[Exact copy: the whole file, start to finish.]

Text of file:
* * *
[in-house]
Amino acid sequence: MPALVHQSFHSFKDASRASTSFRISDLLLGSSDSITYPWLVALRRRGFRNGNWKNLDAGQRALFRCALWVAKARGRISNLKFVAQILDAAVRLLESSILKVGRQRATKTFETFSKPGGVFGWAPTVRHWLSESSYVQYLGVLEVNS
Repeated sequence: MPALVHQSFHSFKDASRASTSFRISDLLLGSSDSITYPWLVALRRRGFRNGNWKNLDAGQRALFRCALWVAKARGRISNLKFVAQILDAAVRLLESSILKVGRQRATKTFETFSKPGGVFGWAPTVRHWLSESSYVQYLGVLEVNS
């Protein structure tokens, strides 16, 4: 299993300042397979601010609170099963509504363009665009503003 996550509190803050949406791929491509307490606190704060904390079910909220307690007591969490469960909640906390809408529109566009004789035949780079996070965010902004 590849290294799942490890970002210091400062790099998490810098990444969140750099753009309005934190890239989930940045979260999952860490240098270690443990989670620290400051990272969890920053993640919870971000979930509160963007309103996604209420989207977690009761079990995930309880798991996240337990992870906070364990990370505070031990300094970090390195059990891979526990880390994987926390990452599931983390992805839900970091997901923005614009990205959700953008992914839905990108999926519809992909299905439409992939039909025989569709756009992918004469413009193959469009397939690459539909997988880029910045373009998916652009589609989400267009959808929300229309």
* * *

[in-house]
Amino acid sequence: MPALVHQSFHSFKDASRASTSFRISDLLLGSSDSITYPWLVALRRRGFRNGNWKNLDAGQRALFRCALWVAKARGRISNLKFVAQILDAAVRLLESSILKVGRQRATKTFETFSKPGGVFGWAPTVRHWLSESSYVQYLGVLEVNS
Repeated sequence: MPALVHQSFHSFKDASRASTSFRISDLLLGSSDSITYPWLVALRRRGFRNGNWKNLDAGQRALFRCALWVAKARGRISNLKFVAQILDAAVRLLESSILKVGRQRATKTFETFSKPGGVFGWAPTVRHWLSESSYVQYLGVLEVNS
């Protein structure tokens, strides 16, 4: 299993300042397979601010609170099963509504363009665009503003 996550509190803050949406791929491509307490606190704060904390079910909220307690007591969490469960909640906390809408529109566009004789035949780079996070965010902004 590849290294799942490890970002210091400062790099998490810098990444969140750099753009309005934190890239989930940045979260999952860490240098270690443990989670620290400051990272969890920053993640919870971000979930509160963007309103996604209420989207977690009761079990995930309880798991996240337990992870906070364990990370505070031990300094970090390195059990891979526990880390994987926390990452599931983390992805839900970091997901923005614009990205959700953008992914839905990108999926519809992909299905439409992939039909025989569709756009992918004469413009193959469009397939690459539909997988880029910045373009998916652009589609989400267009959808929300229309």